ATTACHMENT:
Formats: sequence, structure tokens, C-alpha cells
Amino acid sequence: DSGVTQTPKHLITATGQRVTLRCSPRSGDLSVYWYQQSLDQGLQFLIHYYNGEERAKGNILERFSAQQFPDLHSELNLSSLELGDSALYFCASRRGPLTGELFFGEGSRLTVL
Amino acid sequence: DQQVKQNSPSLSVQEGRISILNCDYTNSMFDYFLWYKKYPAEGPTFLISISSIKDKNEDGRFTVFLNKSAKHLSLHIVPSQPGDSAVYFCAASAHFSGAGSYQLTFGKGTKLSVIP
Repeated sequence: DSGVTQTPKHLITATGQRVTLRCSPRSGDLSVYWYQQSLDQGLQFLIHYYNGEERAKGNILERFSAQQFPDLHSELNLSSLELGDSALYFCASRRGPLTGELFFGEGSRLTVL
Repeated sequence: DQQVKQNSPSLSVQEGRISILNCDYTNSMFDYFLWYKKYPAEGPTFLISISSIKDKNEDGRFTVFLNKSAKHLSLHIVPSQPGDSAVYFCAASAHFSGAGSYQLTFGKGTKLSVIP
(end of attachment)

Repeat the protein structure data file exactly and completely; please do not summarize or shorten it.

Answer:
Formats: sequence, structure tokens, C-alpha cells
Amino acid sequence: DSGVTQTPKHLITATGQRVTLRCSPRSGDLSVYWYQQSLDQGLQFLIHYYNGEERAKGNILERFSAQQFPDLHSELNLSSLELGDSALYFCASRRGPLTGELFFGEGSRLTVL
Amino acid sequence: DQQVKQNSPSLSVQEGRISILNCDYTNSMFDYFLWYKKYPAEGPTFLISISSIKDKNEDGRFTVFLNKSAKHLSLHIVPSQPGDSAVYFCAASAHFSGAGSYQLTFGKGTKLSVIP
Repeated sequence: DSGVTQTPKHLITATGQRVTLRCSPRSGDLSVYWYQQSLDQGLQFLIHYYNGEERAKGNILERFSAQQFPDLHSELNLSSLELGDSALYFCASRRGPLTGELFFGEGSRLTVL
Repeated sequence: DQQVKQNSPSLSVQEGRISILNCDYTNSMFDYFLWYKKYPAEGPTFLISISSIKDKNEDGRFTVFLNKSAKHLSLHIVPSQPGDSAVYFCAASAHFSGAGSYQLTFGKGTKLSVIP